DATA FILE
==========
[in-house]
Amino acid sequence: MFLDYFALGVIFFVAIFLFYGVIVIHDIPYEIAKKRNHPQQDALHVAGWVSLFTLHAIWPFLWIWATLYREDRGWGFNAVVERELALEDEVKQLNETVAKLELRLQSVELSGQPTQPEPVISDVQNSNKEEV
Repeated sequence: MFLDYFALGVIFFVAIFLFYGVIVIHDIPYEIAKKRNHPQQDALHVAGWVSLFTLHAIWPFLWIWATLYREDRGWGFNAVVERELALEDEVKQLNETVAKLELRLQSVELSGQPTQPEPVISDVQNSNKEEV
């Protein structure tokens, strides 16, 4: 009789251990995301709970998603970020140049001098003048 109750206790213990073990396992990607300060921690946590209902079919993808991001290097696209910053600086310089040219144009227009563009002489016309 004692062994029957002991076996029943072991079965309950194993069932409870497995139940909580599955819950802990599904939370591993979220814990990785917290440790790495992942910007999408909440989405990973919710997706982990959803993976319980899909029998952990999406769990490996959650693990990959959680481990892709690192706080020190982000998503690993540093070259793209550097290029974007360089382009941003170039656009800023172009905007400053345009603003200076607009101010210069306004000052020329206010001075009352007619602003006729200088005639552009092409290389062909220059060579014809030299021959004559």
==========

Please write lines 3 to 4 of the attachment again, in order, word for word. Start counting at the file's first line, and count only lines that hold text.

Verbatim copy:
Repeated sequence: MFLDYFALGVIFFVAIFLFYGVIVIHDIPYEIAKKRNHPQQDALHVAGWVSLFTLHAIWPFLWIWATLYREDRGWGFNAVVERELALEDEVKQLNETVAKLELRLQSVELSGQPTQPEPVISDVQNSNKEEV
């Protein structure tokens, strides 16, 4: 009789251990995301709970998603970020140049001098003048 109750206790213990073990396992990607300060921690946590209902079919993808991001290097696209910053600086310089040219144009227009563009002489016309 004692062994029957002991076996029943072991079965309950194993069932409870497995139940909580599955819950802990599904939370591993979220814990990785917290440790790495992942910007999408909440989405990973919710997706982990959803993976319980899909029998952990999406769990490996959650693990990959959680481990892709690192706080020190982000998503690993540093070259793209550097290029974007360089382009941003170039656009800023172009905007400053345009603003200076607009101010210069306004000052020329206010001075009352007619602003006729200088005639552009092409290389062909220059060579014809030299021959004559």